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11-04-04 Elementary students treated to a Mexican fiesta

By Kelly Braun

  COLDWATER -- The elementary students at Coldwater went to a fiesta Tuesday.
Dancer Rubi Oseguera, of Veracruz, Mexico, dances on a wooden platform for elementary students at Coldwater earlier this week. She is part of the Mexican song and dance group, Chuchumbe, which performed for local students this week and will hold a public performance Saturday at Arts Place in Portland, Ind. <br>
  Not just any fiesta -- a fandango.
  The celebration was put on by Chuchumbe, a song and dance troupe from the southern Veracruz region of Mexico. The group has been touring internationally for 13 years to spread 300-year-old musical traditions.
  A fandango is a celebration where family and friends gather around a wooden dance floor to play musical instruments, sing and dance. The music performed is called son jarocho, which includes verses of various themes from romance and happiness to peasant revolution and the struggle for the rights of poor.
  At Coldwater, the seven musicians told the students about their heritage through a Spanish translator.  Then they plucked on their guitars as two dancers took to a wooden platform, called a Tarima. The man and woman faced each other and began to stomp on the platform in rhythm with the music -- a dance called zapateado footwork. The singers clapped and sang in Spanish, punctuating the song with shrills of excitement.
  "Do you guys like that," the translator asked the elementary students, who responded with a loud "yeah."
  The performers explained there are several types of music and cultures in Mexico. Their traditions date back hundreds of years and are taught to children when they are very young.
  Holding up the various sizes of instruments, the musicians explained each and told of how they carved the instruments from trees. The small guitars are played with their fingernails, while a stick from a bull's horn is used to play the large guitars. Other instruments included a harp, tambourines, a large wooden box a musician sits on and beats out a rhythm and even a horse's jaw in which a stick is tapped on.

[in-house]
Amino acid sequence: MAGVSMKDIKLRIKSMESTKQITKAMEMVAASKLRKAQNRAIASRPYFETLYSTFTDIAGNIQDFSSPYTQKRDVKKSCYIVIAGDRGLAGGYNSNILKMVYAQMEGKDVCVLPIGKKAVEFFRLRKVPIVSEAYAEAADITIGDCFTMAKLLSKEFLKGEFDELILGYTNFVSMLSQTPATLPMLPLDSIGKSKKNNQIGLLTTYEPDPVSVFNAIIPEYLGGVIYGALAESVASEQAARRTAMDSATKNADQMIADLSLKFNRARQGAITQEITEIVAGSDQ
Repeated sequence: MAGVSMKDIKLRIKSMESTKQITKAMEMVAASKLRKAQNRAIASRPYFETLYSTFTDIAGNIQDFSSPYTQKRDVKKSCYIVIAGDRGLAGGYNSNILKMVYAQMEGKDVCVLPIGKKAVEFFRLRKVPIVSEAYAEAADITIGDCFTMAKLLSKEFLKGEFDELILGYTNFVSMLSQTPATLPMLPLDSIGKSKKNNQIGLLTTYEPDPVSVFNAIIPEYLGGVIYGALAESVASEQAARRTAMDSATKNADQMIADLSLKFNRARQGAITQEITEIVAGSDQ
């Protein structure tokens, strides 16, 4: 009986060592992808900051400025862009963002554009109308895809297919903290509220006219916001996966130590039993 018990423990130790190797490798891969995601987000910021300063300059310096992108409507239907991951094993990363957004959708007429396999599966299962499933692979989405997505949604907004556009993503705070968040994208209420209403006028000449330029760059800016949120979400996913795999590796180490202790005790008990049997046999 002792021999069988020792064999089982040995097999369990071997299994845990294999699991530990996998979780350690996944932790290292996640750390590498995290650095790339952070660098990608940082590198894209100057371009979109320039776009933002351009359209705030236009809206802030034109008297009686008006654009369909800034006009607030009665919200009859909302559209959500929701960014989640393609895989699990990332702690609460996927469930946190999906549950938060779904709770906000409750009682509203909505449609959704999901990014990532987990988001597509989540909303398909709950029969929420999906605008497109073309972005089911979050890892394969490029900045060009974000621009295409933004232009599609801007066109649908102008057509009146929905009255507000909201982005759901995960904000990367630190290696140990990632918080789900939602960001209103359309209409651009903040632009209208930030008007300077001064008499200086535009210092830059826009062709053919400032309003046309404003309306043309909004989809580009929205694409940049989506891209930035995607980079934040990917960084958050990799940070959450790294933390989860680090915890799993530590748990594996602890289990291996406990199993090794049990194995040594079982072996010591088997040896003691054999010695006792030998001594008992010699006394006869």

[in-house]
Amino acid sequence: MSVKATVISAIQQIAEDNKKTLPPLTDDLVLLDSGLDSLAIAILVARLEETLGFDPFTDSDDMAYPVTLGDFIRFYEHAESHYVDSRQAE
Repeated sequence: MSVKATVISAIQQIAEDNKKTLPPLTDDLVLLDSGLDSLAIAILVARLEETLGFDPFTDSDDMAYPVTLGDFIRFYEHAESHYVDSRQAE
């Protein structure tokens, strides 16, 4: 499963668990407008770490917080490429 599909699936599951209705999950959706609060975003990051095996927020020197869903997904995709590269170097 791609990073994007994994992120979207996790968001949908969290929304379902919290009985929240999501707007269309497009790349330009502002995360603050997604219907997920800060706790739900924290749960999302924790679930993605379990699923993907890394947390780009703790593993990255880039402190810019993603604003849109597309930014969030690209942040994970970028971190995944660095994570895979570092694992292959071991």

The troupe ended the performance by inviting the children to dance along. They sang a song about making hot chocolate and the children followed one of the dancers as she stomped her feet, clapped, pretended to stir a pot and spun around.
  The performance at Coldwater was just one of three schools Chuchumbe visited this week. The group also performed for students in Fort Recovery and St. Henry and will hold a public performance at 7:30 p.m. Saturday at Arts Place in Portland, Ind. Tickets are still available.
  The group's current five-week tour is part of Midwest World Fest, a community wide cultural exchange program of the nonprofit organization, Arts Midwest. The group uses music and performance art to foster an appreciation for diversity and an acceptance of other cultures.
  Arts Place in Portland was selected as one of the 10 cities to host Midwest World Fest events. Past events have included an Israeli artist and a musician from the Gullah culture in the South Carolina sea islands, and in April plans have been made for a Japanese bamboo orchestra to perform. Arts Place then works with the local schools to bring the performances to students.
  "Midwest World Fest was created with one simple goal -- to foster an understanding of and appreciation for global uniqueness and differences," reads a brochure. "Through this cultural exchange, artists travel from the four corners of the globe to entertain America's heartland."


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